Figures 12d and 12e show *r*–*t* Hovmöller diagrams of *θ* = 298.7 and 331.4 K (the thick *θ* contours in Fig. 12a). The primary 26-h oscillations are approximately 180° out of phase in the upper and lower troposphere and are attributable to the slow PTM. Faster secondary oscillations are found in the lower-tropospheric portion of the inner core. Their frequency seems to exceed that of the deep misalignment IWM considered in linear response theory. Such minor fluctuations are noticeable partly because the PTM fails to grow to the extent seen in the SLT. To accurately predict the saturation amplitude of the PTM would require a nonlinear theory that incorporates the evolution of basic-state PV, especially in the neighborhood of the critical radius (cf. Balmforth et al. 2001, hereafter B01; Schecter and Montgomery 2006, hereafter SM06; S08). A nonlinear theory would also help predict changes in the radial waveform of the PTM tied to changes in the radial gradient of basic-state PV that seem to have taken place in the vortex core mostly during the forcing period (Fig. 12f).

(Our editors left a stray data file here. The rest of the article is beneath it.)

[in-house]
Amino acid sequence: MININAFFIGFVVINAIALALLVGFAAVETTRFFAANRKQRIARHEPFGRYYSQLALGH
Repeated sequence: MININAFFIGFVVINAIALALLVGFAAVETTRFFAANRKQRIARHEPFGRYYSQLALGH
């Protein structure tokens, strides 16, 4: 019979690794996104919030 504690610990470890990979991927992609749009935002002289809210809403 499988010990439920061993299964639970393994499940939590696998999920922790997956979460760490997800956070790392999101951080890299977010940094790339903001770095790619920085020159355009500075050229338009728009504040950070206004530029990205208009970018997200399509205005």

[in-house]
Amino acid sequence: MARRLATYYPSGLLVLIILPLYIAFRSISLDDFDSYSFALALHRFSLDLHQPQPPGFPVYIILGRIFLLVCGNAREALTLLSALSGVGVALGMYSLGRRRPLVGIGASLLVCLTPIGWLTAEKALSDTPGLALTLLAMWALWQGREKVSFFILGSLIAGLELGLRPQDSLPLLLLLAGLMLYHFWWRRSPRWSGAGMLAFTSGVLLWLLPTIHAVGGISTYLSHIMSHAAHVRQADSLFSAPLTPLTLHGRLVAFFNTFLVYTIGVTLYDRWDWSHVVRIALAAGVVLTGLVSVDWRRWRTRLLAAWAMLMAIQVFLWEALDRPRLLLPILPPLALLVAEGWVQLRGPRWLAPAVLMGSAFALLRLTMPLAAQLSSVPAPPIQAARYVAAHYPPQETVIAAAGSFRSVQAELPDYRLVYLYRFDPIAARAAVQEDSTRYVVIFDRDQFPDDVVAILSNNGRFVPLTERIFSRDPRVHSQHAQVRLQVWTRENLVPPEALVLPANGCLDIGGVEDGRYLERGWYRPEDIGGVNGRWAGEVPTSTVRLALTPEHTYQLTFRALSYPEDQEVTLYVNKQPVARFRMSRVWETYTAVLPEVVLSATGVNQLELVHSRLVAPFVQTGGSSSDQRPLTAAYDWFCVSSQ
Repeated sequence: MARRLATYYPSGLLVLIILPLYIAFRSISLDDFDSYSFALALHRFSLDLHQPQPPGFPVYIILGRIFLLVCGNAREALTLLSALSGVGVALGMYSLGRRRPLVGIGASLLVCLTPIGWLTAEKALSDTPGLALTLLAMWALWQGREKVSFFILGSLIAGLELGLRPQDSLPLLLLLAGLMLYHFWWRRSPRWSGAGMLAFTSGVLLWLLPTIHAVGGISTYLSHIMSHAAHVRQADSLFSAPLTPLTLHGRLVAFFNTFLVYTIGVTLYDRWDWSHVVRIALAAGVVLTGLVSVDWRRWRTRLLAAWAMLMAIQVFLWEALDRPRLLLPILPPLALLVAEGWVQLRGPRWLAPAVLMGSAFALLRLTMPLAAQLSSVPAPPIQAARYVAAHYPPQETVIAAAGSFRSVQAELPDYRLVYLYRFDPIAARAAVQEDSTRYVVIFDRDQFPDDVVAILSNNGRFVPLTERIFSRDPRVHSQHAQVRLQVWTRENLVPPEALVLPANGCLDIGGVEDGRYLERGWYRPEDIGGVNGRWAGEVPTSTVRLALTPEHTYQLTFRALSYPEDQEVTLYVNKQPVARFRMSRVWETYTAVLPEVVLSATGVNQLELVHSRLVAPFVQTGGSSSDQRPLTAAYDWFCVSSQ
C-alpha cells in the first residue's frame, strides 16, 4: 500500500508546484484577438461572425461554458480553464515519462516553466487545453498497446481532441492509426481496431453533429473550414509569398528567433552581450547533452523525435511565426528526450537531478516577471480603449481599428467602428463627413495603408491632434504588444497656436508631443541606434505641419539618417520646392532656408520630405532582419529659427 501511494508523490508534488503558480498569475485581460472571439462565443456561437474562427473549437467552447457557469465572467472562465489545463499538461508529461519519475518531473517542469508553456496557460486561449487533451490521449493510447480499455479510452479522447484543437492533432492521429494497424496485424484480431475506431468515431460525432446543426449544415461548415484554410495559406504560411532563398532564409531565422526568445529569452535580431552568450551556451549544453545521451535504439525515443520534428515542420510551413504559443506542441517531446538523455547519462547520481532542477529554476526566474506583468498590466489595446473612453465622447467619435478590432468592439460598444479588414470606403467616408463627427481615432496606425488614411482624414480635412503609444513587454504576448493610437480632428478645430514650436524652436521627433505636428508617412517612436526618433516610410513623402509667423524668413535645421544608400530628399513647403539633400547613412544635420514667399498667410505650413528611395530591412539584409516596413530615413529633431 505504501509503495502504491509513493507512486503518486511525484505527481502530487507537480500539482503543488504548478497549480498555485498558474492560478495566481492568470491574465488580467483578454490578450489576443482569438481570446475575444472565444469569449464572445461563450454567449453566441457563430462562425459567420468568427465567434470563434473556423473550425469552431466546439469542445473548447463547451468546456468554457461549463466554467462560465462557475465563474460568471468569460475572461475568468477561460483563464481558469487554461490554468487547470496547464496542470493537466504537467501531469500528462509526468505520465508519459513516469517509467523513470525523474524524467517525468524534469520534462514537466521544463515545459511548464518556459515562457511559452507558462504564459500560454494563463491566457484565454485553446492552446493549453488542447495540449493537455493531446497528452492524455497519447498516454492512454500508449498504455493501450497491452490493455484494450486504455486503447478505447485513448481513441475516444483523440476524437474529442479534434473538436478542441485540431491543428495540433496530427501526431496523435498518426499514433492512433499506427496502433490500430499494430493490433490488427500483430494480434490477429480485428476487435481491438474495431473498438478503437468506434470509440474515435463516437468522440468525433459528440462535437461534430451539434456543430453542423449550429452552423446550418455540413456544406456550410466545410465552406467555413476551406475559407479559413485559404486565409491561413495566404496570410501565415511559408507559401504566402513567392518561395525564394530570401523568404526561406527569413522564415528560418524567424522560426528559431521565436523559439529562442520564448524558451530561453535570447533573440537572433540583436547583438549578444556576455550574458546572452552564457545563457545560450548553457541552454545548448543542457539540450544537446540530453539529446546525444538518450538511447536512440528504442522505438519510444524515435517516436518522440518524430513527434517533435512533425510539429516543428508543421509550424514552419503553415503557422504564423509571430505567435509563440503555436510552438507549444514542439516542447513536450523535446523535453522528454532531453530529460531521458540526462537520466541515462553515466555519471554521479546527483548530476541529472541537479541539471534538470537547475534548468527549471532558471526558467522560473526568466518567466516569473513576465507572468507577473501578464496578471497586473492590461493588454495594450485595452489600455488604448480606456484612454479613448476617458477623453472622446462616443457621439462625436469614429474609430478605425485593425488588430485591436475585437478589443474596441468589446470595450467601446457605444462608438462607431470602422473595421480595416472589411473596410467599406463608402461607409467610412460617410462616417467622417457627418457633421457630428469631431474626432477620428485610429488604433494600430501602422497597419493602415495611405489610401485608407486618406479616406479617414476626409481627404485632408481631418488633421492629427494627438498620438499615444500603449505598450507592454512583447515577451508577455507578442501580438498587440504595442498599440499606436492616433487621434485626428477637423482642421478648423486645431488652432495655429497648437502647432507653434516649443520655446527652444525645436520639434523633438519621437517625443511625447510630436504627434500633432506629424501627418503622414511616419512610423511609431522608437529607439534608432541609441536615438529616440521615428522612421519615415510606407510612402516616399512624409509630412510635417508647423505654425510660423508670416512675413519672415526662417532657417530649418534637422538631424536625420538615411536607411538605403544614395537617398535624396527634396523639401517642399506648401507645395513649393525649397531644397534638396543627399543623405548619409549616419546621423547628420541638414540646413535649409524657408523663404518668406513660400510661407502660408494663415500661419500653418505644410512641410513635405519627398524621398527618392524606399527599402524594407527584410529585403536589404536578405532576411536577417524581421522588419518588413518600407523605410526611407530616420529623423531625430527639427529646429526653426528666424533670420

### c. Detailed response of the moist convective vortex in E1

Figure 13 compares the moist tilt dynamics of E1 to that predicted by the SLT. The SLT is specified as in L1-2, where the PTM is effectively neutral. The alternative L1-1 specification is ruled out of consideration, because there is no clear evidence in E1 of its relatively fast growing PTM.

*z*

_{2}= 9 km. The value of

*z*

_{1}is somewhat arbitrary given the approximate invariance of

**x**

_{c}in the lowest 2 km of E1, but is here set to 30 m. An orientation angle of zero corresponds to an eastward tilt. As explained in section 4a,

**x**

_{c}is determined by the velocity field in the vicinity of

*r*

_{max}, which is on the outer edge of the eyewall updraft in E1. In this sense, the present definition of tilt marginally pertains to misalignment of the outer core.

^{4}Note that the velocity field used to obtain

**x**

_{c}and tilt in the SLT is given by the initial basic-state plus the wavenumber-1 perturbation; second-order changes to the flow are unaccounted for.

^{5}Barring greater fluctuations and somewhat greater decay after the forcing period, the tilt vector of E1 evolves much like its counterpart in the SLT.